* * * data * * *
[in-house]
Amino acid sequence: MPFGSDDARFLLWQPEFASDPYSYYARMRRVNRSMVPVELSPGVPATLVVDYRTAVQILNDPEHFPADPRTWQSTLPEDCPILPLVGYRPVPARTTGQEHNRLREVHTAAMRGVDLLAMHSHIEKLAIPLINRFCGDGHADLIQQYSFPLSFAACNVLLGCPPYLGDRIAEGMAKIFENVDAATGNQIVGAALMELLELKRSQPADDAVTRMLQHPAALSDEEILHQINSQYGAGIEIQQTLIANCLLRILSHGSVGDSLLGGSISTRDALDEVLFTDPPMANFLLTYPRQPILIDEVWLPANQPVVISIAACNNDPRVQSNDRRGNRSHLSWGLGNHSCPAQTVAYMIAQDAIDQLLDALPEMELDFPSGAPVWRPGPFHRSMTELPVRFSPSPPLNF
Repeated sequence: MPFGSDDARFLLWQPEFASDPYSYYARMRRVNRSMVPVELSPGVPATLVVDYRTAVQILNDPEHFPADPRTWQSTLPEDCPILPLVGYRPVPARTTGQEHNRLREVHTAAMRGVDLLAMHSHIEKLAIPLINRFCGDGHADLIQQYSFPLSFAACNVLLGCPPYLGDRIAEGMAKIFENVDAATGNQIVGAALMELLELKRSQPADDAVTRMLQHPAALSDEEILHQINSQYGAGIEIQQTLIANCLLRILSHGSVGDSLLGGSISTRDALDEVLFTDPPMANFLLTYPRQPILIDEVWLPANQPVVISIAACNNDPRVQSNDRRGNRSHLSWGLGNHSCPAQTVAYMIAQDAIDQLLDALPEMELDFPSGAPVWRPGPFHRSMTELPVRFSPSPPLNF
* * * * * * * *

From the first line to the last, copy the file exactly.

[in-house]
Amino acid sequence: MPFGSDDARFLLWQPEFASDPYSYYARMRRVNRSMVPVELSPGVPATLVVDYRTAVQILNDPEHFPADPRTWQSTLPEDCPILPLVGYRPVPARTTGQEHNRLREVHTAAMRGVDLLAMHSHIEKLAIPLINRFCGDGHADLIQQYSFPLSFAACNVLLGCPPYLGDRIAEGMAKIFENVDAATGNQIVGAALMELLELKRSQPADDAVTRMLQHPAALSDEEILHQINSQYGAGIEIQQTLIANCLLRILSHGSVGDSLLGGSISTRDALDEVLFTDPPMANFLLTYPRQPILIDEVWLPANQPVVISIAACNNDPRVQSNDRRGNRSHLSWGLGNHSCPAQTVAYMIAQDAIDQLLDALPEMELDFPSGAPVWRPGPFHRSMTELPVRFSPSPPLNF
Repeated sequence: MPFGSDDARFLLWQPEFASDPYSYYARMRRVNRSMVPVELSPGVPATLVVDYRTAVQILNDPEHFPADPRTWQSTLPEDCPILPLVGYRPVPARTTGQEHNRLREVHTAAMRGVDLLAMHSHIEKLAIPLINRFCGDGHADLIQQYSFPLSFAACNVLLGCPPYLGDRIAEGMAKIFENVDAATGNQIVGAALMELLELKRSQPADDAVTRMLQHPAALSDEEILHQINSQYGAGIEIQQTLIANCLLRILSHGSVGDSLLGGSISTRDALDEVLFTDPPMANFLLTYPRQPILIDEVWLPANQPVVISIAACNNDPRVQSNDRRGNRSHLSWGLGNHSCPAQTVAYMIAQDAIDQLLDALPEMELDFPSGAPVWRPGPFHRSMTELPVRFSPSPPLNF